The White House did not immediately respond to a request for comment.
The move represents a sharp break from Biden’s previous fiery rhetoric on the need for increased corporate taxes; Still, some centrist Democrats like Sen. Joe Manchin of West Virginia are pushing for a rate closer to 25%, rather than 28%. Biden wants to offset his proposed infrastructure spending with tax hikes on corporations and the country’s highest-earners.
Republicans last week led by Sen. Shelley Moore Capito of West Virginia pitched an infrastructure plan with only a modest amount of new spending above what Congress has already approved. Both parties are at loggerheads over the size and scale of the package, along with how to pay for it. Republicans are seeking to finance their spending with coronavirus relief money, which Democrats are rejecting.
It also comes amidst a push by the US to enact a global minimum corporate tax rate, which would seek to standardize taxes for multinational companies and prevent them from fleeing to countries with lower levies. The latest figure reported for that rate is also 15%, not the expected 21%.
The White House also reportedly wants to increase tax enforcement on corporations and high-earners.
“It’s just not fair. It’s not fair to the rest of the American taxpayers,” Biden previously said in a speech defending the corporate tax rate increase. “We’re going to try to put an end to this. Not fleece them – 28%. If you’re a mom, a dad, a cop, firefighter, police officer, etc., you’re paying close to that in your income tax.”
Capito and Biden are scheduled to speak again on Friday.
The past seven days has been the toughest stretch yet for Bidenomics – the product of President Joe Biden’s ambitious effort to slash entrenched economic inequalities through major spending on infrastructure, childcare, clean energy, education, and cash benefits.
The lackluster April jobs report fueled Republican criticism of a labor shortage, prompting at least 17 red states to announce they will start pulling out of federal unemployment programs in June. Then a sharp rise in inflation heightened concerns that consumer demand is outpacing supply in various economic sectors, pushing prices up for goods like used cars, airline tickets, and recreational activities.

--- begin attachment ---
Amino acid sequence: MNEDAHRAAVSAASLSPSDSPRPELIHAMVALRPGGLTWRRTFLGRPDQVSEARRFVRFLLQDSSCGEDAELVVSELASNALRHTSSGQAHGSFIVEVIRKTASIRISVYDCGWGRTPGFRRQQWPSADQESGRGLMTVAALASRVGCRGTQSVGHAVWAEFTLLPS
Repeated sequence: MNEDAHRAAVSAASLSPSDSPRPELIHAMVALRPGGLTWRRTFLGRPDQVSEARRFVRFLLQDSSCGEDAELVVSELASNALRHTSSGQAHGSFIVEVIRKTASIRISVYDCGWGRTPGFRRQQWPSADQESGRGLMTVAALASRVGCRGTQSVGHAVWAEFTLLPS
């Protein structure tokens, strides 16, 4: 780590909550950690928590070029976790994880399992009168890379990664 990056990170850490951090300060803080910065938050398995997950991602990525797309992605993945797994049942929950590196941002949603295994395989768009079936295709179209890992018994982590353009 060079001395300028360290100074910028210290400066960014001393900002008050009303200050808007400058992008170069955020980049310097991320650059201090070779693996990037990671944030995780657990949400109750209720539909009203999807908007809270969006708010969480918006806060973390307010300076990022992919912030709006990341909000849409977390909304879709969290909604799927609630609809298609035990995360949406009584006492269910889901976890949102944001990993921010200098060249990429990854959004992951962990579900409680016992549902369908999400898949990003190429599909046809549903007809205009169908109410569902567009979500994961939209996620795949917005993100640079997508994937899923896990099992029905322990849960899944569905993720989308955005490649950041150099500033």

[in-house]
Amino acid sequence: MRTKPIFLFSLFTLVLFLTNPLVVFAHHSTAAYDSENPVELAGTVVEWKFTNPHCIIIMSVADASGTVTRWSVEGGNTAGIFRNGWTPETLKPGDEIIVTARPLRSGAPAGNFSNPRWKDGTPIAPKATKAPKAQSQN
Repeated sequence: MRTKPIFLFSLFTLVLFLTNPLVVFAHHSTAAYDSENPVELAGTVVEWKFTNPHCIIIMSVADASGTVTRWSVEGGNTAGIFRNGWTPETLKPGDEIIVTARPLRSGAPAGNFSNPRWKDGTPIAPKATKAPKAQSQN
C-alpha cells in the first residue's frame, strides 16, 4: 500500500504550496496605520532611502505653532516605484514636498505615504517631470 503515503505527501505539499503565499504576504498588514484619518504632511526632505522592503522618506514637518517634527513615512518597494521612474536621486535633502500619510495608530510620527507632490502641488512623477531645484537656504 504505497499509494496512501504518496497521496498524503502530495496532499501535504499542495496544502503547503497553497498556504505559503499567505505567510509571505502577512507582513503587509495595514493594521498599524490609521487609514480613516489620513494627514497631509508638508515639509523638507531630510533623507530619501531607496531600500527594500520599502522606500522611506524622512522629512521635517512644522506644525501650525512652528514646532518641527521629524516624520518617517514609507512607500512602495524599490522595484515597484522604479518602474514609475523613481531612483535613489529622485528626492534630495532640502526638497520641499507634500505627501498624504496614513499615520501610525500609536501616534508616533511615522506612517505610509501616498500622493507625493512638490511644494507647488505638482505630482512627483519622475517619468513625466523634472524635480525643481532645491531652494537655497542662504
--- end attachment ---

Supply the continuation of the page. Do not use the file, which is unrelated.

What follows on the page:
Meanwhile, a gas shortage is pummeling many Americans in the southeast just ahead of Memorial Day, following a cyberattack shutting down an important pipeline that supplies fuel to the East Coast.
Yet the White House says it’s not getting knocked off course as it pursues $4 trillion in new federal initiatives to overhaul the economy, with Republicans stepping up their attacks.
“We have consistently shared our expectations that inflation would rise, and we’ve also stressed why we thought that would occur,” a White House official who spoke on condition of anonymity told Insider. “No one expected it would be smooth or easy to reopen our economy, and we have anticipated disruptions as we slowly work towards the recovery.”
“I think the president’s team deserves criticism for not diagnosing the problems correctly,” Douglas Holtz-Eakin, a former economic aide to President George W. Bush, told Insider.
Holtz-Eakin said “demand is outstripping supply” and cited shortages of materials like computer chips. He added a related issue is that fewer Americans are in the workforce, arguing federal unemployment benefits are “part of that story, not all of it.”
This supply-demand imbalance has led to soaring prices, especially for used cars. “Inflation is always a supply issue,” Holtz-Eakin said. “To simply throw more money at it is not a solution.”
‘The trend is our friend’
Biden advisors argue the economy is demonstrating signs of healthy progress after a year of crushing restrictions, unemployment, and business closures. Despite April’s big jobs miss of just over 266,000 jobs regained, they say 500,000 jobs have been created on average in the past three months.
“We’re making good progress,” Cecilia Rouse, chair of the Council of Economic Advisors, said at a news conference on Friday. “However we must keep in mind that an economy will not heal instantaneously. It takes several weeks for people to get full immunity from vaccinations, and even more time for those left jobless from the pandemic to find and start a suitable job. Supply chains have been disrupted and sectors hardest hit are just beginning to come back.”
“The trend is our friend, moving steadily in the right direction,” White House economist Jared Bernstein told Bloomberg on Tuesday.
Many economists cautioned against misinterpreting the 4.2% rise in consumer prices last month – the largest monthly increase since 2008 – given it was measured from a year earlier. Prices plummeted in April 2020 as businesses closed their doors and people sharply cut their spending, so the resulting increase appears larger which many experts had been forecasting.
But former Treasury Secretary Lawrence Summers, who has consistently criticized the scale of Biden’s spending, is not one of them. “I was on the worried side about inflation and it’s all moved much faster, much sooner than I had predicted,” Summers told Bloomberg. “That has to make us nervous going forward.”
Federal Reserve chair Jerome Powell said he expects inflation to subside later in the year.
Despite the recent tremors, Democrats remain confident that they will be able to secure passage of Biden’s economic proposals, financed with tax hikes on high-earning Americans and large firms.